In those early years, this was what community development looked like: people and community organizations created the development goals and plans for their neighborhoods and fought for the resources to make it happen. This community organizing and development movement began to reverse the impact of the earlier failures of both the private and public sectors in many Bronx neighborhoods.

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Efforts by community leaders and Coalition-wide committees to preserve vacant buildings from demolition and reclaim them for the neighborhood paid off with the advent of the Low Income Tax Credit and an energized and funded commitment from New York City to support affordable housing renovation and creation. The renovation of this building, located on Southern Boulevard in the Board 6 Crotona neighborhood, returned 31 units of affordable rental housing and 4 commercial units back to the neighborhood. Over 100 vacant buildings and thousands of units were reclaimed in the northwest Bronx by community-based developers.

Increased private investment in the LIHTC and the City’s willingness to provide public funding meant that there were more resources available for needed affordable housing. The private sector, encouraged by stable financing and the successes of community groups, started to return to these “redlined” neighborhoods. With greater financial capacity and flexibility, it was easier for the private sector to navigate the myriad requirements of the various development programs. The ability of the private sector to put money into the deals, hire development expertise, and operate city-wide made it easier for the City to look to the private sector to play an increasingly prominent role as the volume of deals increased. The financial and geographic limitations of most nonprofit community-based groups made it more difficult for the groups to compete. All of this fueled the impression that benevolent private developers could do the work the local nonprofits had done but with greater speed and effectiveness.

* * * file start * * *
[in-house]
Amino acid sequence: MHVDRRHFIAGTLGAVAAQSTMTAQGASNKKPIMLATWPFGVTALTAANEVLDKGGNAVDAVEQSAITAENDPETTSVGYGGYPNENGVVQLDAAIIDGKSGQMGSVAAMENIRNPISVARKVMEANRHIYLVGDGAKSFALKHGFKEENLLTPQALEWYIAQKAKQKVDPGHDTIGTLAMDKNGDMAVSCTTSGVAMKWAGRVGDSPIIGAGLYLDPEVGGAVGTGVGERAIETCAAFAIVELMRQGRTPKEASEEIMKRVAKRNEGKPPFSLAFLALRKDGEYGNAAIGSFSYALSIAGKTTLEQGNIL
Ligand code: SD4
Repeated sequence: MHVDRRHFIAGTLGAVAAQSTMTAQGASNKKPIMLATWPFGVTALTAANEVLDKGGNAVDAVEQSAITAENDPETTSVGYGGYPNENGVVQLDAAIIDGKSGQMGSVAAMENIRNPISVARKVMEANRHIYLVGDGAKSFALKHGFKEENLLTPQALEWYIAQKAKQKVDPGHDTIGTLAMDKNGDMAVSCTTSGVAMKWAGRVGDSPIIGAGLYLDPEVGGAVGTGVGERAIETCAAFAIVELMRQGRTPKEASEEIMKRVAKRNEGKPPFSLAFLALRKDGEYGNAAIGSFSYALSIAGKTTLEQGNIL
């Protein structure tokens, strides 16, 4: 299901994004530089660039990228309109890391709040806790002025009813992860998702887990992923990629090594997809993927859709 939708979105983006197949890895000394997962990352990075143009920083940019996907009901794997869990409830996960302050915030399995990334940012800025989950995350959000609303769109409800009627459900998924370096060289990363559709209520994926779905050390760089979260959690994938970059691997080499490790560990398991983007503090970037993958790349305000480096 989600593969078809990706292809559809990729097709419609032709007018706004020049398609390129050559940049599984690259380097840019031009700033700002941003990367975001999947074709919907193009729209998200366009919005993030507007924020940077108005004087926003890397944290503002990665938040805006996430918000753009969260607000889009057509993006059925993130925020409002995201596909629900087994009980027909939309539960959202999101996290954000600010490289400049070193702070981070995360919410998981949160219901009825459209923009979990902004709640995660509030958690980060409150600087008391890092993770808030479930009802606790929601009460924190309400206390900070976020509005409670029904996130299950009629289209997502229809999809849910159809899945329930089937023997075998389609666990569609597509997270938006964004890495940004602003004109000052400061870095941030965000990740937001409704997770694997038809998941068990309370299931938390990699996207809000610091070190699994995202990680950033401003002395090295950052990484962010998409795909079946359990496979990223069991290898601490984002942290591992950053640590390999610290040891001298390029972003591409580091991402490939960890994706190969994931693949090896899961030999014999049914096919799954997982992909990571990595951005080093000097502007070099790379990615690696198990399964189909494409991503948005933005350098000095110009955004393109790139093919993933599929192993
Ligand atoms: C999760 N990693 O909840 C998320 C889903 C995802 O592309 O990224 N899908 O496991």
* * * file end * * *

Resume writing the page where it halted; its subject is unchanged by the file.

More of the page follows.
In recent years, City administrations have made public commitments to create and/or preserve large numbers of units. As these numbers are being achieved, the role of for-profit owners and developers has grown. While many of these private developers have real commitments to the provision of quality, affordable housing, their sensitivity to neighborhood concerns and issues cannot match that of locally based nonprofit community organizations. What may have been gained in number of units developed has been lost in community responsiveness. Community-based developers have fought to secure local priorities like larger apartment sizes, enhanced security, and safe community spaces.

Community organizing and community development groups played a tremendous role in the turnaround in the Northwest Bronx and many other neighborhoods around New York City. The decline of the involvement of local groups in planning efforts has likely contributed to the skepticism about whether the City’s announced affordable housing plans will meet the community’s needs.

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The steady decline in Bronx median income coupled with ever increasing median rents has caused an affordability crisis in the Bronx.

This concern about the future is further fueled by the declining or stagnant financial situation of residents in many Bronx neighborhoods that, despite rising rents, remain more affordable than most other parts of the city.

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Even though Bronx rents are more affordable than other parts of the city, more than half of Bronx community districts indicate a high rent burden. The Bronx touted as “most affordable borough” is actually the least affordable.

Steadily rising rents, the number of people in our neighborhoods spending over half of their household income on rent, the stagnancy of household income, and the lack of job opportunities contribute to the growing uncertainty and frustration that people have regarding their future in New York City. Grassroots community engagement with this work should be viewed as a positive thing for New York City as a whole. This engagement reflects a desire and a commitment to remain in the city.

Virginia Matic, one of UNHP’s early board members, used to say, “We’re not talking about affordable housing, we’re talking about our homes.” When people are talking about their homes, they’re not thinking of spreadsheets and affordable housing goals; they are thinking about what is needed to create and maintain a safe and affordable place to live. The history of community development in the Bronx has shown that when people from the community are deeply involved in the process, difficult problems are solved, long-term solutions are devised, and informed compromises are made.

If you’re interested in digging deeper into the history of community development and sustainable housing in the Bronx and elsewhere in urban America, we encourage you to seek out the following resources: “South Bronx Rising: The Rise, Fall and Resurrection of an American City” (Jill Jonnes), “House by House, Block by Block: The Rebirth of America’s Urban Neighborhoods” (Alexander von Hoffman), and “The Past, Present, and Future of Community Development in the United States” (Alexander von Hoffman).

Additional photos illustrating the history of community development in the Bronx can be viewed on Tumblr.